We are pleased to announce a new partnership between the Maxwell Institute and the Religious Studies Center. The Institute’s top-notch production team—which includes managing editor Don Brugger and senior editor Shirley Ricks—transferred to the RSC on 1 September 2017, strengthening their outstanding staff. As the Institute invests more resources in gathering and nurturing disciple-scholars, it will look to the RSC for professional production services. Established by Elder Jeffrey R. Holland during his time as dean of Religious Education in 1975, the RSC exists to seek out, encourage, and publish faithful gospel scholarship. Both entities will continue to publish a variety of books and journals under their own imprints, with the RSC providing both units with services such as copyediting, proofreading, and typesetting—the technical things that make scholarly publishing possible. Dean of Religious Education and RSC director Brent Top agrees that this partnership strengthens both units. “We consider this a win-win for both the Maxwell Institute and the RSC,” he said. “We have complementary missions. In the end, we’ll all be in an even stronger position in providing religious scholarship to both scholars and the Church at large.”
Brugger and Ricks have provided invaluable service to the Maxwell Institute throughout its existence, and even before. Ricks has employed her keen editor’s eye for thirty years. Don Brugger has served as both senior editor and managing editor at the Institute, overseeing projects including the Mormon Studies Review, various Living Faith books, and other publications. Their kindness, competence, and professionalism will be missed at the Institute, but the campus will continue to be blessed by their gifts through their new institutional home at the RSC.
Rogers, Brent M., Elizabeth A. Kuehn, Christian K. Heimburger, Max H Parkin, Alexander L. Baugh, and Steven C. Harper, eds. Documents, Volume 5: October 1835–January 1838. Vol. 5 of the Documents series of The Joseph Smith Papers, edited by Ronald K. Esplin, Matthew J. Grow, and Matthew C. Godfrey. Salt Lake City: Church Historian’s Press, 2017. xlvi + 656 pp., illustrations, bibliography, index, $54.95 hardback.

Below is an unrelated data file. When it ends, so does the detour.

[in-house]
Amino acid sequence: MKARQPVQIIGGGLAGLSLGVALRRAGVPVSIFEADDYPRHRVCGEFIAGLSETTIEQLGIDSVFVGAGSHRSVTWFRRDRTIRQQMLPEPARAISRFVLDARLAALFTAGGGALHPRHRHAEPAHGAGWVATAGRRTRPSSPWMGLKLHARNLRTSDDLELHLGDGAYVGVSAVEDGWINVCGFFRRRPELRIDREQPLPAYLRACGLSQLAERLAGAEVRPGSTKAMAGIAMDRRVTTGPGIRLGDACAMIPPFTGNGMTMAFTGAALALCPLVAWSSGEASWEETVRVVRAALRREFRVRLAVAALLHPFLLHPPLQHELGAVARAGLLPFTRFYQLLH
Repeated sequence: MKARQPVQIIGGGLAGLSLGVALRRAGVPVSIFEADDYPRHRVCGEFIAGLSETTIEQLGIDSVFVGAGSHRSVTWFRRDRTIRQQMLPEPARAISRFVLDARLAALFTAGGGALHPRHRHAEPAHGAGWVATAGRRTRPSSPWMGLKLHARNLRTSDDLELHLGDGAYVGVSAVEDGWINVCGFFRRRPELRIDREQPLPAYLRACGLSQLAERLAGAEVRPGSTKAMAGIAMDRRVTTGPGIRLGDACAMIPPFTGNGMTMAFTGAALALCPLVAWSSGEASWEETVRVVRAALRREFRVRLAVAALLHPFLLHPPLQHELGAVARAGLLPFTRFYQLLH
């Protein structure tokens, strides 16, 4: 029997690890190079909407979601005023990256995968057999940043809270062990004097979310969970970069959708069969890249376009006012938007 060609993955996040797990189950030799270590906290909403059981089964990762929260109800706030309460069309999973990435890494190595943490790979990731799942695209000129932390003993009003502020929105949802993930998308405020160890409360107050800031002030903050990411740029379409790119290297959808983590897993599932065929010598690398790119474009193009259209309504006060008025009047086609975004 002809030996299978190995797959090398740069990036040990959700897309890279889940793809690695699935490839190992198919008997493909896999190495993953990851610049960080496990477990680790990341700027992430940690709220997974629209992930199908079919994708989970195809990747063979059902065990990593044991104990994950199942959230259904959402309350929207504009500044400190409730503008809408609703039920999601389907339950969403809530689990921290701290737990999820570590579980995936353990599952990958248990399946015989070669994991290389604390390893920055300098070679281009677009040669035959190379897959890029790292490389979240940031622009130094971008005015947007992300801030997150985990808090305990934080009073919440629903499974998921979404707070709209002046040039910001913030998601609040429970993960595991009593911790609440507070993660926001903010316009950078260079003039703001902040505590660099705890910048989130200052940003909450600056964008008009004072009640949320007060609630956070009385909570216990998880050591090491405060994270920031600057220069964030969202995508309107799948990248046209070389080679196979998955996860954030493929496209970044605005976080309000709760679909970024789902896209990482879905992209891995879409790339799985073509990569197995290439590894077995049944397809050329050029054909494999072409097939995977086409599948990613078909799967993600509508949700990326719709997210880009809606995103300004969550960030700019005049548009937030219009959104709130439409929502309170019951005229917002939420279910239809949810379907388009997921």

Review by R. Devan Jensen
Devan Jensen is executive editor at the Religious Studies Center, Brigham Young University. He worked previously as an editor for the Ensign magazine, the LDS Church’s Publishing Services Department, and Deseret Book Company.
Joseph Smith was a complex person. Perhaps nowhere is this more evident than in this volume discussing such a complicated period in US and LDS Church history.
As the introduction asserts, Documents, Volume 5 covers “moments of elation and moments of upheaval” (xix), including an 1835 recounting of the First Vision, purchase of mummies and manuscripts leading to the Book of Abraham, the School of the Prophets, a physical alteration between William and Joseph Smith, attempts at reconciliation, construction of the House of the Lord in Kirtland, glorious heavenly visitations during the dedication ceremony, a national recession and failure of the Kirtland Safety Society, widespread apostasy, launch of the Elders’ Journal, and Joseph Smith’s move to Missouri.
As with other volumes in the Documents series, the editing team succeeds in providing helpful and professional discussion of the documents, historical context, and artifacts.
Part 1 focuses mainly on an 1835 recounting of the First Vision (40–47) and translation of the Book of Abraham (69–88). This section raises intriguing questions: What connection do the Egyptian alphabet and grammar have with the Book of Abraham? How much time did the Prophet and his scribes focus on producing and recording revelation, and how much were they trying to reproduce the origins of human language? Here we are left with perhaps more questions than answers, but we look forward to more discussion in future planned volumes by Brian Hauglid, Robin Scott Jensen, and others.